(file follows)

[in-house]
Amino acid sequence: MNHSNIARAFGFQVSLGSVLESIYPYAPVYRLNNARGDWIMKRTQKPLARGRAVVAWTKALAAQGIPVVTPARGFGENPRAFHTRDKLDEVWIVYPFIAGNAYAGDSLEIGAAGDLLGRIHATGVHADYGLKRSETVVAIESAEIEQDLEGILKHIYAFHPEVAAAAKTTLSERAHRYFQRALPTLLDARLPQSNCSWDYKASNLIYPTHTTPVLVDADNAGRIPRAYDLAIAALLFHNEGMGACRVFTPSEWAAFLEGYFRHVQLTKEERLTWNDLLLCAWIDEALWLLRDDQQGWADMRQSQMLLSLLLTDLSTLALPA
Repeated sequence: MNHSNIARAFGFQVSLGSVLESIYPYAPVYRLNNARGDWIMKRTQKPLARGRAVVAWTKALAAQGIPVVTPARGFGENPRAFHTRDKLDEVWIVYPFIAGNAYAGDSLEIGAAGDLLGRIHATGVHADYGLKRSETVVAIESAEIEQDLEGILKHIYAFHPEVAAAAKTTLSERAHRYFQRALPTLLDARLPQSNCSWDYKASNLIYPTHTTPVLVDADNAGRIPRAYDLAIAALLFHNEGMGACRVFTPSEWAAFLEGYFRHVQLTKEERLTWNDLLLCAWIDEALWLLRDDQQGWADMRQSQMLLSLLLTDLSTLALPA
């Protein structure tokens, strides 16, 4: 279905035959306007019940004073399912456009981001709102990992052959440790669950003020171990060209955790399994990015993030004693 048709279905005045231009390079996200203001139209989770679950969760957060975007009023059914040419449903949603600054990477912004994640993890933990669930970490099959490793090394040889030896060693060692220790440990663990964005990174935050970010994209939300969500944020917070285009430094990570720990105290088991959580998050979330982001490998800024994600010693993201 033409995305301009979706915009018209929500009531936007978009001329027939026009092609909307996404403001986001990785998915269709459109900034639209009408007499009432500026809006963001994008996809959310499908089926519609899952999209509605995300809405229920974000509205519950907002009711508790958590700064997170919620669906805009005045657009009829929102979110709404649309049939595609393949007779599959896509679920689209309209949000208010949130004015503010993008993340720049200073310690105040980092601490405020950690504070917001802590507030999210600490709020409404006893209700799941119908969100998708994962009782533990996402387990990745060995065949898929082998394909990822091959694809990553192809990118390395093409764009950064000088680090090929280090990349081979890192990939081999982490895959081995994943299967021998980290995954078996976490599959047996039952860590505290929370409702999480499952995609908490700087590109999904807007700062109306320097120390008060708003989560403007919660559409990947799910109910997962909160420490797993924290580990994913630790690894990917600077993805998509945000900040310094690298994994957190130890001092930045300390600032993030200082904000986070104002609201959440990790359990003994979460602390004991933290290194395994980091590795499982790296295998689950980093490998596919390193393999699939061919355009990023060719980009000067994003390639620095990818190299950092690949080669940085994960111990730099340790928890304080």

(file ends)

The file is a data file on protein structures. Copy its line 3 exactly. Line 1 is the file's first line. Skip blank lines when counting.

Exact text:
Repeated sequence: MNHSNIARAFGFQVSLGSVLESIYPYAPVYRLNNARGDWIMKRTQKPLARGRAVVAWTKALAAQGIPVVTPARGFGENPRAFHTRDKLDEVWIVYPFIAGNAYAGDSLEIGAAGDLLGRIHATGVHADYGLKRSETVVAIESAEIEQDLEGILKHIYAFHPEVAAAAKTTLSERAHRYFQRALPTLLDARLPQSNCSWDYKASNLIYPTHTTPVLVDADNAGRIPRAYDLAIAALLFHNEGMGACRVFTPSEWAAFLEGYFRHVQLTKEERLTWNDLLLCAWIDEALWLLRDDQQGWADMRQSQMLLSLLLTDLSTLALPA